The Case for Including a Budget in Every RFP

When we discuss our approach to agency search with a prospective or newly engaged client, one of the questions inevitably asked of us is:  Why should we include a budget in our RFP?


To which we respond:  If you don't want to share your budget, you might re-consider whether you are really serious about issuing the RFP at all.


Publishing a budget as part of your RFP is not a magic bullet -- you certainly need to include a well-thought out scope of work as well -- but it is essential to ensuring a smooth-running, transparent agency search process, and it's critical to finding the very best agency for your organization. 

Why do we insist that clients share a budget with prospective agencies?  While there are a number of answers to this question, they can be summed up this way:  publishing an agency budget is one of the most important steps you can make to ensure you'll find the very best agency for your organization and your communications needs.


Some clients argue that leaving out a budget forces candidate agencies to be more creative and produce more strategically sound proposals. Others say, “I need agencies to tell me how much we should be spending.” 


But issuing an RFP shouldn’t be a game of “Gotcha,” or “Can You Top This?”  Its purpose should be to elicit the agency’s best thinking, given your stated scope of work and what you plan to invest.  And, has any company or association ever decided what to spend on PR by asking its PR agency?


Indeed, your budget (including expenses) should not only be front and center in your RFP – it needs to reflect, accurately and fairly, your stated scope of work.  If you plan to spend $100k, you do yourself and the candidate agencies a huge disservice by layering into the RFP a $250K scope of work!


Providing a sound budget enables responding agencies to eliminate the guesswork, deliver their best and most creative product, and compete on a level playing field.


Here are the other reasons to determine and be up front about what your organization intends to invest in an agency relationship:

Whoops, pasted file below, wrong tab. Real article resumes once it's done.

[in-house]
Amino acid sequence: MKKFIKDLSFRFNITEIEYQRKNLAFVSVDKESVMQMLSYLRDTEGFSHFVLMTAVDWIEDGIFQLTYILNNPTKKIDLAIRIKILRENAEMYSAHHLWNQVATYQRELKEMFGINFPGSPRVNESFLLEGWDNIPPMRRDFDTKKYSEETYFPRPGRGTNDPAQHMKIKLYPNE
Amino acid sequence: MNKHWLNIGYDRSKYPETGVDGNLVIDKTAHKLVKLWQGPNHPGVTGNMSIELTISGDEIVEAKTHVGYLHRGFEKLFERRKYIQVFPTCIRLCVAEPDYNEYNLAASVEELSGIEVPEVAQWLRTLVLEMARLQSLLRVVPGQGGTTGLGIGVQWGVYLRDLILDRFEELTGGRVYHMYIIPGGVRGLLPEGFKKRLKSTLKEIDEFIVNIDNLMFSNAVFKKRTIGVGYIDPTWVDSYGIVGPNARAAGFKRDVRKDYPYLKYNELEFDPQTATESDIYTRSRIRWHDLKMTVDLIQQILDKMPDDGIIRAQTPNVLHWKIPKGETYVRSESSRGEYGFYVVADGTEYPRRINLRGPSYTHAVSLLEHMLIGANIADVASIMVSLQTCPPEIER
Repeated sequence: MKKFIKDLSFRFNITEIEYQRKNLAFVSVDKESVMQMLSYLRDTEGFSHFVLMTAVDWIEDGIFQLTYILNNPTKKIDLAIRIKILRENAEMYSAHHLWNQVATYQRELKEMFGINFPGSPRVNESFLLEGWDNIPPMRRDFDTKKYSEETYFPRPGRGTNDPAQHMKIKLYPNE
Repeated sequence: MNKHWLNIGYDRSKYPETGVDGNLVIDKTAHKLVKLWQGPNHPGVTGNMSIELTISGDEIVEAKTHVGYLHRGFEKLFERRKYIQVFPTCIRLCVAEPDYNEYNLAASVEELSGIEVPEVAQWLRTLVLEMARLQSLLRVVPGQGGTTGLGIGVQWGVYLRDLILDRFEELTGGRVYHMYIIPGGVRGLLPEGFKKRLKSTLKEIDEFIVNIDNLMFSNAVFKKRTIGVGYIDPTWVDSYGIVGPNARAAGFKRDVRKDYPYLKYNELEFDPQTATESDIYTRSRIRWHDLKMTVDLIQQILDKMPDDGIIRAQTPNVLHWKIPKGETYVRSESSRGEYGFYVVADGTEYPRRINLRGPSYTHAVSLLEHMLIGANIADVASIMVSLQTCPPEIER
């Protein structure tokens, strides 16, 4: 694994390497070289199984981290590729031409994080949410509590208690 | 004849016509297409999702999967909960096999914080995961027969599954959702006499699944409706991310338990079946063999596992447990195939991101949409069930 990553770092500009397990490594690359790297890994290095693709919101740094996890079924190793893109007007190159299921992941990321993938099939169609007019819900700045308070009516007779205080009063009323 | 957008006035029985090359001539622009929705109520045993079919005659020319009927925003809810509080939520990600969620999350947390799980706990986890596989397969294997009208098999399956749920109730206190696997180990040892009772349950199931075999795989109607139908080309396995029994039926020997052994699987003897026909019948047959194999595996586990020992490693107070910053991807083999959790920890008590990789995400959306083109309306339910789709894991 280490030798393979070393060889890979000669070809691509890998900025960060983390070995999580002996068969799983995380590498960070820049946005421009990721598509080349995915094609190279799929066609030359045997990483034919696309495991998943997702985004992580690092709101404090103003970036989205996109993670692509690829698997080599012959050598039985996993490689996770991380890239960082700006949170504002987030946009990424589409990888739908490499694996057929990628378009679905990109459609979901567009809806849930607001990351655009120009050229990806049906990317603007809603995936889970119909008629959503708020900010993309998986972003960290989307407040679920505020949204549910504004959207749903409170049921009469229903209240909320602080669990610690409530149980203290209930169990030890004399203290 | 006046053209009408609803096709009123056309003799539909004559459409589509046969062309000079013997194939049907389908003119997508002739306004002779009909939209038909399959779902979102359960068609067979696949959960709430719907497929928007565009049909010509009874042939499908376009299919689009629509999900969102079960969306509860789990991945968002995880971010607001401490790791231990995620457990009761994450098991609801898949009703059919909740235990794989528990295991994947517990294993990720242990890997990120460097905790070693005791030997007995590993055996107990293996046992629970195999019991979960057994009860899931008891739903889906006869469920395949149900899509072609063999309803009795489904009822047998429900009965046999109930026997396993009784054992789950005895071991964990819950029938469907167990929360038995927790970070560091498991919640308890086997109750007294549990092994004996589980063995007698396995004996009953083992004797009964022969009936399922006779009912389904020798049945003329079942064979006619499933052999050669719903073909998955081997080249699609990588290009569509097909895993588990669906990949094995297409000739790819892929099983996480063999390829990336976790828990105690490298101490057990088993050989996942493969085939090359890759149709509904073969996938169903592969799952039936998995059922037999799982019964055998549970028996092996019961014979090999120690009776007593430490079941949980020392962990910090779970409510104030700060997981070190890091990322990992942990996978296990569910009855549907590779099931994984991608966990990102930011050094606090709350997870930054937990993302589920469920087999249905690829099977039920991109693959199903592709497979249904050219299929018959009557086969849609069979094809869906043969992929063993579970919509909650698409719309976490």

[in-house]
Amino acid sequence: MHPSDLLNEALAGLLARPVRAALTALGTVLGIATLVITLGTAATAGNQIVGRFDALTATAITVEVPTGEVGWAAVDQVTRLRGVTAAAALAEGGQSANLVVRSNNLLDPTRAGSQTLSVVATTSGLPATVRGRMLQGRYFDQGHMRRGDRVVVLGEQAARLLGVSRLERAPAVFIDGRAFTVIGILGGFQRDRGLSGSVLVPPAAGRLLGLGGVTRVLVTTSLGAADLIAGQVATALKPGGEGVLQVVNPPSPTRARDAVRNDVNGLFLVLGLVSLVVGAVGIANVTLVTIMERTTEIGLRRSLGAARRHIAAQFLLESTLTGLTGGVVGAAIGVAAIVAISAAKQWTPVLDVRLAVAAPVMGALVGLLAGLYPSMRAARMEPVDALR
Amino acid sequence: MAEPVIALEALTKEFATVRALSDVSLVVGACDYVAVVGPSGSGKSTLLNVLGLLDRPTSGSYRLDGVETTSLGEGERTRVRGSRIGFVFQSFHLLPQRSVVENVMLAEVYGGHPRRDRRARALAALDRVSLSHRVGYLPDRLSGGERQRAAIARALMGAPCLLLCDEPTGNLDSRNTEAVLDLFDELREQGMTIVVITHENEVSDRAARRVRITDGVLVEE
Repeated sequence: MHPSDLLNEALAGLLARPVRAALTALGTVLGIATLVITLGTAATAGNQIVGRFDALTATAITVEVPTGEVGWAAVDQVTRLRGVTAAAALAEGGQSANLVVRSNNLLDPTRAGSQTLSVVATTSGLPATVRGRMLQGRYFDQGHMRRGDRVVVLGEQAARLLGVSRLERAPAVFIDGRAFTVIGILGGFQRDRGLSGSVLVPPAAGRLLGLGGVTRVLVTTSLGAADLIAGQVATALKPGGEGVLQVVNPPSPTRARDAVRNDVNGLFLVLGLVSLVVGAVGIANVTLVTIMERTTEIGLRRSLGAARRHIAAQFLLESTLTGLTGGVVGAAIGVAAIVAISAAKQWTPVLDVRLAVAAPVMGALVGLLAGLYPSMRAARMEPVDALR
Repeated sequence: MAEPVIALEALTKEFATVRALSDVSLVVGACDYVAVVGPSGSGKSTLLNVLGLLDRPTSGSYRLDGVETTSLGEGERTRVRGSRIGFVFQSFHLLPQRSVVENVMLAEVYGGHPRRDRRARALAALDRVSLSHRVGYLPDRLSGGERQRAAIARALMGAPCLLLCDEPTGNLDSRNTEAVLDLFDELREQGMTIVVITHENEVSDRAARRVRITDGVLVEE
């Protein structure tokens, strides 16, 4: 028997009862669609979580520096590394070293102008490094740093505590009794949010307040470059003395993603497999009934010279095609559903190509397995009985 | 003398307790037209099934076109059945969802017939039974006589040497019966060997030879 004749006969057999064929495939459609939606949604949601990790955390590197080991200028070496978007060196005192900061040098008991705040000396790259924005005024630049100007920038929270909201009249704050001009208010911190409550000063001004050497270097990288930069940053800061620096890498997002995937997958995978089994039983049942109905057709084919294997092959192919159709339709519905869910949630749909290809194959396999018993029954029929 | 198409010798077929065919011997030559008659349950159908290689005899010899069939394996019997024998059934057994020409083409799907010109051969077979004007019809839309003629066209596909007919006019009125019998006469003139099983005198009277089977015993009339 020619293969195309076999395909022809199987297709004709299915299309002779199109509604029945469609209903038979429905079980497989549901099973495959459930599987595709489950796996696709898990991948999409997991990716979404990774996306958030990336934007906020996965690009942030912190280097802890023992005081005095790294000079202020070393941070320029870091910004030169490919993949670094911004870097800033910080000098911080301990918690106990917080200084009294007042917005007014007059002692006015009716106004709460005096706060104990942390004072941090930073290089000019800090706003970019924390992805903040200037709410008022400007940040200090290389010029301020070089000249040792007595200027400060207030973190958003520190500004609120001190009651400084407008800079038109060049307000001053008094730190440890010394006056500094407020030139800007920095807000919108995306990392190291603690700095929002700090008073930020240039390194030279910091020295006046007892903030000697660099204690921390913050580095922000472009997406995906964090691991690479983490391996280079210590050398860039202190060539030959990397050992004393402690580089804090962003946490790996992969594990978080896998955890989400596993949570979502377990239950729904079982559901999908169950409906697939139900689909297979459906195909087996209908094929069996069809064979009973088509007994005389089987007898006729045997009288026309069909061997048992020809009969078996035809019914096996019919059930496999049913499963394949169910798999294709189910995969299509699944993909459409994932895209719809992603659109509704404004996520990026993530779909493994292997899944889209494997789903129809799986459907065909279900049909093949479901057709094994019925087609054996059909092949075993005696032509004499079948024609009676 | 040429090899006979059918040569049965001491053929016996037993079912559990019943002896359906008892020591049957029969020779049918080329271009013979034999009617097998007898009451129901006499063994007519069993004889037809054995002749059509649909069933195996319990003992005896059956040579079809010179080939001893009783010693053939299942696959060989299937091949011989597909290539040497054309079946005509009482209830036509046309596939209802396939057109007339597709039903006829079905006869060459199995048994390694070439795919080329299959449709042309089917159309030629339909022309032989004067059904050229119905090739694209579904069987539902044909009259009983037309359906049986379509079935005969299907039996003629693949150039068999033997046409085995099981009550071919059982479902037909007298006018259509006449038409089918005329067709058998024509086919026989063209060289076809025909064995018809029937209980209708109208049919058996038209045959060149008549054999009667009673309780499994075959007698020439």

• You won't waste your time evaluating agencies for whom your budget is too small or (less often) too great -- RFP Associates has seen several instances in which a number of agencies that fully intended to respond to an RFP did not because they couldn't live with the budget as outlined.  Had those agencies played through, submitted a proposal, and been invited to present, imagine the resentment on both sides when the true budget would have been revealed.
  • You and your organization are taken more seriously by responding agencies -- Our research tells us that agencies that see no evidence of budget in the RFP are suspicious of the issuing organizations.  "They're probably just fishing for ideas, and either have no intention of hiring an agency -- or already know who they're hiring," one agency executive recently told us.
  • You'll know very quickly whether you are asking for too much in your scope of work -- Responding agencies will make it clear, in their questions, proposals and presentations, whether your budget is fair and reasonable, or requires trade-offs and cutbacks on services and programs.  

Responding to an RFP is serious work for agencies. When they decide to pursue your business they have to prove themselves on so many detailed levels that guessing on the budget should not be one of them. As you review your candidate agencies you’ll be glad in the long run when you can compare them on equal ground.

- Steve Drake